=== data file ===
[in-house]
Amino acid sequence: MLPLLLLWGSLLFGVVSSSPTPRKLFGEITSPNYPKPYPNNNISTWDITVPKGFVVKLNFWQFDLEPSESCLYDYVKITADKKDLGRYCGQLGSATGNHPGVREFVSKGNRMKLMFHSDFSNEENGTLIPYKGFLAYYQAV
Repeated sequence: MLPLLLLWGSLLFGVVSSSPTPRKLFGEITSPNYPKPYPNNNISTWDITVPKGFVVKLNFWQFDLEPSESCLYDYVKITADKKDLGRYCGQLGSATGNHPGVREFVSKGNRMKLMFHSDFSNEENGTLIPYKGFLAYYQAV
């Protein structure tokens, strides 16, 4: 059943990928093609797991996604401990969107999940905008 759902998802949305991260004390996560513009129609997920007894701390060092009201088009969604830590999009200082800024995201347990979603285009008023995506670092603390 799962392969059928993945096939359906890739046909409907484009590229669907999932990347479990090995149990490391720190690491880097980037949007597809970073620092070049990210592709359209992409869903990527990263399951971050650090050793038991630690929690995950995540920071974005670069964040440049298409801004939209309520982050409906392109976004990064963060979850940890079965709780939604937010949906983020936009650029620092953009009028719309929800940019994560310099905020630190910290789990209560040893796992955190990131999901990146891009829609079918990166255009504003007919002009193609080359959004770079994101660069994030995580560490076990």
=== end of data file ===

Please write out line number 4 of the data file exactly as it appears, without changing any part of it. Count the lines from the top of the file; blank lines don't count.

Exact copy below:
């Protein structure tokens, strides 16, 4: 059943990928093609797991996604401990969107999940905008 759902998802949305991260004390996560513009129609997920007894701390060092009201088009969604830590999009200082800024995201347990979603285009008023995506670092603390 799962392969059928993945096939359906890739046909409907484009590229669907999932990347479990090995149990490391720190690491880097980037949007597809970073620092070049990210592709359209992409869903990527990263399951971050650090050793038991630690929690995950995540920071974005670069964040440049298409801004939209309520982050409906392109976004990064963060979850940890079965709780939604937010949906983020936009650029620092953009009028719309929800940019994560310099905020630190910290789990209560040893796992955190990131999901990146891009829609079918990166255009504003007919002009193609080359959004770079994101660069994030995580560490076990």